Keywords: Animals ; CREB-Binding Protein/genetics ; Cadherins/genetics ; Cdh1 Proteins ; Cell Cycle Proteins/deficiency/genetics ; Cell Lineage ; Cerebellar Neoplasms/*classification/*genetics/pathology ; Child ; DEAD-box RNA Helicases/genetics ; DNA Copy Number Variations ; DNA Helicases/genetics ; DNA Mutational Analysis ; Disease Models, Animal ; Genome, Human/genetics ; Genomics ; Hedgehog Proteins/metabolism ; Histone Demethylases/genetics ; Histones/metabolism ; Humans ; Medulloblastoma/*classification/*genetics/pathology ; Methylation ; Mice ; Mutation/*genetics ; Nuclear Proteins/genetics ; Phosphatidylinositol 3-Kinases/genetics ; Transcription Factors/genetics ; Wnt Proteins/metabolism ; beta Catenin/genetics
    Print ISSN: 0028-0836
    Electronic ISSN: 1476-4687
    Topics: Biology , Chemistry and Pharmacology , Medicine , Natural Sciences in General , Physics
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  • 3
    Publication Date: 2012-01-13
    Description: Retinoblastoma is an aggressive childhood cancer of the developing retina that is initiated by the biallelic loss of RB1. Tumours progress very quickly following RB1 inactivation but the underlying mechanism is not known. Here we show that the retinoblastoma genome is stable, but that multiple cancer pathways can be epigenetically deregulated. To identify the mutations that cooperate with RB1 loss, we performed whole-genome sequencing of retinoblastomas. The overall mutational rate was very low; RB1 was the only known cancer gene mutated. We then evaluated the role of RB1 in genome stability and considered non-genetic mechanisms of cancer pathway deregulation. For example, the proto-oncogene SYK is upregulated in retinoblastoma and is required for tumour cell survival. Targeting SYK with a small-molecule inhibitor induced retinoblastoma tumour cell death in vitro and in vivo. Thus, retinoblastomas may develop quickly as a result of the epigenetic deregulation of key cancer pathways as a direct or indirect result of RB1 loss.〈br /〉〈br /〉〈a href="https://www.ncbi.nlm.nih.gov/pmc/articles/PMC3289956/" target="_blank"〉〈img src="https://static.pubmed.gov/portal/portal3rc.fcgi/4089621/img/3977009" border="0"〉〈/a〉   〈a href="https://www.ncbi.nlm.nih.gov/pmc/articles/PMC3289956/" target="_blank"〉This paper as free author manuscript - peer-reviewed and accepted for publication〈/a〉〈br /〉〈br /〉〈span class="detail_caption"〉Notes: 〈/span〉Zhang, Jinghui -- Benavente, Claudia A -- McEvoy, Justina -- Flores-Otero, Jacqueline -- Ding, Li -- Chen, Xiang -- Ulyanov, Anatoly -- Wu, Gang -- Wilson, Matthew -- Wang, Jianmin -- Brennan, Rachel -- Rusch, Michael -- Manning, Amity L -- Ma, Jing -- Easton, John -- Shurtleff, Sheila -- Mullighan, Charles -- Pounds, Stanley -- Mukatira, Suraj -- Gupta, Pankaj -- Neale, Geoff -- Zhao, David -- Lu, Charles -- Fulton, Robert S -- Fulton, Lucinda L -- Hong, Xin -- Dooling, David J -- Ochoa, Kerri -- Naeve, Clayton -- Dyson, Nicholas J -- Mardis, Elaine R -- Bahrami, Armita -- Ellison, David -- Wilson, Richard K -- Downing, James R -- Dyer, Michael A -- CA21765/CA/NCI NIH HHS/ -- CA64402/CA/NCI NIH HHS/ -- EY014867/EY/NEI NIH HHS/ -- EY018599/EY/NEI NIH HHS/ -- GM81607/GM/NIGMS NIH HHS/ -- R01 CA155202/CA/NCI NIH HHS/ -- R01 EY014867/EY/NEI NIH HHS/ -- R01 EY014867-02/EY/NEI NIH HHS/ -- R01 EY018599/EY/NEI NIH HHS/ -- R01 EY018599-03/EY/NEI NIH HHS/ -- Howard Hughes Medical Institute/ -- England -- Nature. 2012 Jan 11;481(7381):329-34. doi: 10.1038/nature10733.〈br /〉〈span class="detail_caption"〉Author address: 〈/span〉Department of Computational Biology and Bioinformatics, St Jude Children's Research Hospital, Memphis, Tennessee 38105, USA.〈br /〉〈span class="detail_caption"〉Record origin:〈/span〉 〈a href="http://www.ncbi.nlm.nih.gov/pubmed/22237022" target="_blank"〉PubMed〈/a〉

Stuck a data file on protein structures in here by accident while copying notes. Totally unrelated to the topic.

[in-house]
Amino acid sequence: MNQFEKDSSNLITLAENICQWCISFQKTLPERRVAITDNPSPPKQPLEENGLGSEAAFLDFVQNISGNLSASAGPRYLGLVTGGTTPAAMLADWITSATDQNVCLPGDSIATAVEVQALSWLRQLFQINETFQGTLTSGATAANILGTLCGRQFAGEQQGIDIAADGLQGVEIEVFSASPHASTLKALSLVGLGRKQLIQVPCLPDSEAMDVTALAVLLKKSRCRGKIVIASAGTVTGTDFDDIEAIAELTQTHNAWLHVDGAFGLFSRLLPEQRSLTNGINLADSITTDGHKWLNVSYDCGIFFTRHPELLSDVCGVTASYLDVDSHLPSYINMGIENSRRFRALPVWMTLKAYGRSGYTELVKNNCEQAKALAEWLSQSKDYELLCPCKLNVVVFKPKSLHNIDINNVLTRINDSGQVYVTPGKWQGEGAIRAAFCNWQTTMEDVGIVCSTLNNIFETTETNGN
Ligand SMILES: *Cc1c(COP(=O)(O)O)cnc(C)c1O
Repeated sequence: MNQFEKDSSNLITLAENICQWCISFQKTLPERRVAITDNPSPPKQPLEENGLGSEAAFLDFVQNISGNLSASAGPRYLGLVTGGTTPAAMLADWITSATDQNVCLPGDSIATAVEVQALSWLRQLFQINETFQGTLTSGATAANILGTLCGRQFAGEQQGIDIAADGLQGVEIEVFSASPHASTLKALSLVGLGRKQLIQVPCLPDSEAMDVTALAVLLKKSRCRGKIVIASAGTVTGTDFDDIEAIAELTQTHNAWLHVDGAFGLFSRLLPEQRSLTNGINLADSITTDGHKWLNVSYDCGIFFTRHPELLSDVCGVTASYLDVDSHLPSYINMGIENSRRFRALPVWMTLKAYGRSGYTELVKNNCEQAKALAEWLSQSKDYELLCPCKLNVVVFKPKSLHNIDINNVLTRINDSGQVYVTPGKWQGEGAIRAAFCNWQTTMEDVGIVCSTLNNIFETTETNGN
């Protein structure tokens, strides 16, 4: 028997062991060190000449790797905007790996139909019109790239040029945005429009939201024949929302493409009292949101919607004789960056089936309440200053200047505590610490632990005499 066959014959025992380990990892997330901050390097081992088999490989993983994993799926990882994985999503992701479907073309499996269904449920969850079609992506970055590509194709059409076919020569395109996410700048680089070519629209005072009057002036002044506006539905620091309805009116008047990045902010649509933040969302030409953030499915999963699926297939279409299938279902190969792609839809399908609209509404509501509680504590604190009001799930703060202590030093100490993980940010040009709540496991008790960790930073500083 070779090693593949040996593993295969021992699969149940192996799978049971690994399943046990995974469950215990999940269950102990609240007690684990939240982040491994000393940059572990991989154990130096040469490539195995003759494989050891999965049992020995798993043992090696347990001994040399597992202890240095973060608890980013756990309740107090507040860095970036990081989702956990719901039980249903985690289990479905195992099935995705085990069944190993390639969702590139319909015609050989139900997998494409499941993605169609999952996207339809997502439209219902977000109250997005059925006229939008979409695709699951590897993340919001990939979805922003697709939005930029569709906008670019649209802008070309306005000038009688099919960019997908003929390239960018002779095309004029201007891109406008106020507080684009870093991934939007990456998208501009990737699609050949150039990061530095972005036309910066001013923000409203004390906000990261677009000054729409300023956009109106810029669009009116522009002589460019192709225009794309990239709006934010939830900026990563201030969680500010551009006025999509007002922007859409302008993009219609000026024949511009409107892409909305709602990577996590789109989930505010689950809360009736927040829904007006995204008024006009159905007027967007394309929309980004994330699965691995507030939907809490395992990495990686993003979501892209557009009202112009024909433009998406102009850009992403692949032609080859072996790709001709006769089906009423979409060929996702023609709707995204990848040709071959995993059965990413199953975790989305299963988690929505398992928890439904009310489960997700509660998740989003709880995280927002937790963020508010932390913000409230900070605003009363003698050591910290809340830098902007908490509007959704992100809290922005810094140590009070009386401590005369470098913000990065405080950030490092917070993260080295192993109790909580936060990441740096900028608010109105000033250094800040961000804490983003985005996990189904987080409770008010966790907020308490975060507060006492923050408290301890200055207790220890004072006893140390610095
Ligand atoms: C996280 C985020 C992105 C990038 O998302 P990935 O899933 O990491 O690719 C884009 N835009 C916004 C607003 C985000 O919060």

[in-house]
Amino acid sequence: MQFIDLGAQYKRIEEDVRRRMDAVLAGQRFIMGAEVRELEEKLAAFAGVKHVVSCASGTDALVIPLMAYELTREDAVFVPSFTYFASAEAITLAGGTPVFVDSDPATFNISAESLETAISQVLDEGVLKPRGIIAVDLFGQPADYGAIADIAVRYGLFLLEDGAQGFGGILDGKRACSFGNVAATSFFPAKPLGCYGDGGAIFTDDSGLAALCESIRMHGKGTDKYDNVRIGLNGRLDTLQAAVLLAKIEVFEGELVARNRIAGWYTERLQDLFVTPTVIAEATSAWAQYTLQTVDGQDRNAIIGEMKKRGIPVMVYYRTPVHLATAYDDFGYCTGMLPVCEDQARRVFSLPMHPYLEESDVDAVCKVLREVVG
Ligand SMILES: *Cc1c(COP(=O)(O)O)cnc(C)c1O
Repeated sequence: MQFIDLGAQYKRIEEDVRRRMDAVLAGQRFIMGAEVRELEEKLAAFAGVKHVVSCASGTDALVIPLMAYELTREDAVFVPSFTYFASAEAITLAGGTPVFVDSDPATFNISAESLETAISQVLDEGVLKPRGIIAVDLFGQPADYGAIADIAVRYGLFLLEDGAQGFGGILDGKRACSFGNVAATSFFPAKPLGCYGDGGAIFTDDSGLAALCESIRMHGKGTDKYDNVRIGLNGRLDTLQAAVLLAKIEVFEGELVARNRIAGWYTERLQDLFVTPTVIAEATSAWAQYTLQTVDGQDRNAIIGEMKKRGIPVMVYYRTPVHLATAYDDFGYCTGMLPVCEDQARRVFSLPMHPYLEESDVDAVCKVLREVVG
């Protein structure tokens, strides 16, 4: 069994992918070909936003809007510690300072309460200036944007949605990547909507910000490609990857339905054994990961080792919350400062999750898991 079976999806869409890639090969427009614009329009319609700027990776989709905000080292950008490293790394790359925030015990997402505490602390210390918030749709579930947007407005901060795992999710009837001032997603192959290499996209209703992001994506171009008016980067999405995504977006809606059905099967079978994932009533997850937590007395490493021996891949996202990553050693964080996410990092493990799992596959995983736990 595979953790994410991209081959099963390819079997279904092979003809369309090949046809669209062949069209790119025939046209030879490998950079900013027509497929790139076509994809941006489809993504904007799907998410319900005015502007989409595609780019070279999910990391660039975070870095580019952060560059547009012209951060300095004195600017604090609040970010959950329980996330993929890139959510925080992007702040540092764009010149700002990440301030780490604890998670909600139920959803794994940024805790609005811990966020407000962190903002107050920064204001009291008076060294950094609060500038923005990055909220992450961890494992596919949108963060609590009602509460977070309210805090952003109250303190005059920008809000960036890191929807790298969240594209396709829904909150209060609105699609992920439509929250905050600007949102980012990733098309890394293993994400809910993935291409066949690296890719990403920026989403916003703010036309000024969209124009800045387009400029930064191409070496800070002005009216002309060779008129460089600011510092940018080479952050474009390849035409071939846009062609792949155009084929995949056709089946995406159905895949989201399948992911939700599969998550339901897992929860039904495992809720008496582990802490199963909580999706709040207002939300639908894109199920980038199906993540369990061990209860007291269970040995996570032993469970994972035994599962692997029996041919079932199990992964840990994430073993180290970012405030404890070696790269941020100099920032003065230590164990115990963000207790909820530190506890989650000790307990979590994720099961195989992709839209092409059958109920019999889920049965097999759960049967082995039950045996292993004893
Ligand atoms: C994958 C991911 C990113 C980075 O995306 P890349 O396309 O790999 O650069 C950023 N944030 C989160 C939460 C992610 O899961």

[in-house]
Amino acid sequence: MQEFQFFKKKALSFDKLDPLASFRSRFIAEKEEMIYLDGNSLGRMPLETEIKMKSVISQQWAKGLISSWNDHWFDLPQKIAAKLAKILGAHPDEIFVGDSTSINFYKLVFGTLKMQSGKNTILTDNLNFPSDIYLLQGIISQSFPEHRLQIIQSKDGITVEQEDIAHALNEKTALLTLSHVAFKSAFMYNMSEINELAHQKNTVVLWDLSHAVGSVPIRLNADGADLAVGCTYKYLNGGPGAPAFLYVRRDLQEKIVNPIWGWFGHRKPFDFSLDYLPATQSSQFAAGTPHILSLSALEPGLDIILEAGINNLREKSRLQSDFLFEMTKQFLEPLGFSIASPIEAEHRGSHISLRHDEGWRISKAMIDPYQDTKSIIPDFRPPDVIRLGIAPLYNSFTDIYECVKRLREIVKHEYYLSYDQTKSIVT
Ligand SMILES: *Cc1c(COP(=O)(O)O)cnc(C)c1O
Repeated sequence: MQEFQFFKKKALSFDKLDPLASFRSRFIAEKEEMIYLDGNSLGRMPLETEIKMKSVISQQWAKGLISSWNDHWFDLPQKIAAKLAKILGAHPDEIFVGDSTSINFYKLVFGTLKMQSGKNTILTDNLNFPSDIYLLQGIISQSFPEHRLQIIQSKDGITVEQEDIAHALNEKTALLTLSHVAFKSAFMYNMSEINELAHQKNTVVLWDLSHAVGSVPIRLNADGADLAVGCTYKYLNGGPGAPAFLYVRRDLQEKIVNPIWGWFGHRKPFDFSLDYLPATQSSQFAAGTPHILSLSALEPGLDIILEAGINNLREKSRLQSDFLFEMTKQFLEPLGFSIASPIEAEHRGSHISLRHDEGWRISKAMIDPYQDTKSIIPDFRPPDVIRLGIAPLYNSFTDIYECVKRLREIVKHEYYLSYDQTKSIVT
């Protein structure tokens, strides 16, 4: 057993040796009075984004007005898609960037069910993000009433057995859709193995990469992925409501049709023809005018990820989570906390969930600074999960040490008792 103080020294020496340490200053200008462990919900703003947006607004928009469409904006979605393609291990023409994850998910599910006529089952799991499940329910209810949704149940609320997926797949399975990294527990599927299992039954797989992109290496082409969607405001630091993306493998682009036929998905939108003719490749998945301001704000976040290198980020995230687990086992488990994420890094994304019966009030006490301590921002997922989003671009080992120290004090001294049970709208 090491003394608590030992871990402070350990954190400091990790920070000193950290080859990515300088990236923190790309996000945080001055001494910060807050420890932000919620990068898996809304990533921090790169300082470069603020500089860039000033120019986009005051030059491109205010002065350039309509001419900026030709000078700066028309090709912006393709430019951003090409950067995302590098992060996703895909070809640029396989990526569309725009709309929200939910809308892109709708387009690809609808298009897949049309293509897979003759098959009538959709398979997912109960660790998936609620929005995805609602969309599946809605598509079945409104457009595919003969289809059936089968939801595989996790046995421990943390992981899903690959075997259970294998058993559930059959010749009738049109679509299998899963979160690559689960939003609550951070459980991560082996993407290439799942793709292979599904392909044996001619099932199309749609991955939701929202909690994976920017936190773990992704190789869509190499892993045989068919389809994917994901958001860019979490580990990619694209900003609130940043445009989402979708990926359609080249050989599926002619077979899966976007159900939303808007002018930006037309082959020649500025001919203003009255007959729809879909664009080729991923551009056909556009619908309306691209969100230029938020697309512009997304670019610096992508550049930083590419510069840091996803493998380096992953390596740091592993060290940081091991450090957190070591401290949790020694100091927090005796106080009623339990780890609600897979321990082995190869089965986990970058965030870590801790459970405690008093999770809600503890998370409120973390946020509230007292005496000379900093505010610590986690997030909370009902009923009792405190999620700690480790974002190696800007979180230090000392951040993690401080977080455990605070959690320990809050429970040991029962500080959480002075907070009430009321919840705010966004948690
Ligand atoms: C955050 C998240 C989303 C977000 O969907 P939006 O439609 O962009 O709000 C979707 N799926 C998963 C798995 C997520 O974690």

Keywords: Aneuploidy ; Animals ; Cell Death/drug effects ; Cell Line ; Cell Survival/drug effects ; Chromosomal Instability/genetics ; Epigenesis, Genetic/*genetics ; Gene Expression Regulation, Neoplastic ; Genes, Retinoblastoma/genetics ; *Genomics ; Humans ; Intracellular Signaling Peptides and Proteins/antagonists & ; inhibitors/genetics/metabolism ; Mice ; *Molecular Targeted Therapy ; Mutation/genetics ; Protein Kinase Inhibitors/*pharmacology/therapeutic use ; Protein-Tyrosine Kinases/antagonists & inhibitors/genetics/metabolism ; Retinoblastoma/*drug therapy/*genetics/pathology ; Retinoblastoma Protein/deficiency/genetics ; Sequence Analysis, DNA ; Xenograft Model Antitumor Assays
    Print ISSN: 0028-0836
    Electronic ISSN: 1476-4687
    Topics: Biology , Chemistry and Pharmacology , Medicine , Natural Sciences in General , Physics
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  • 4
    Publication Date: 2012-01-13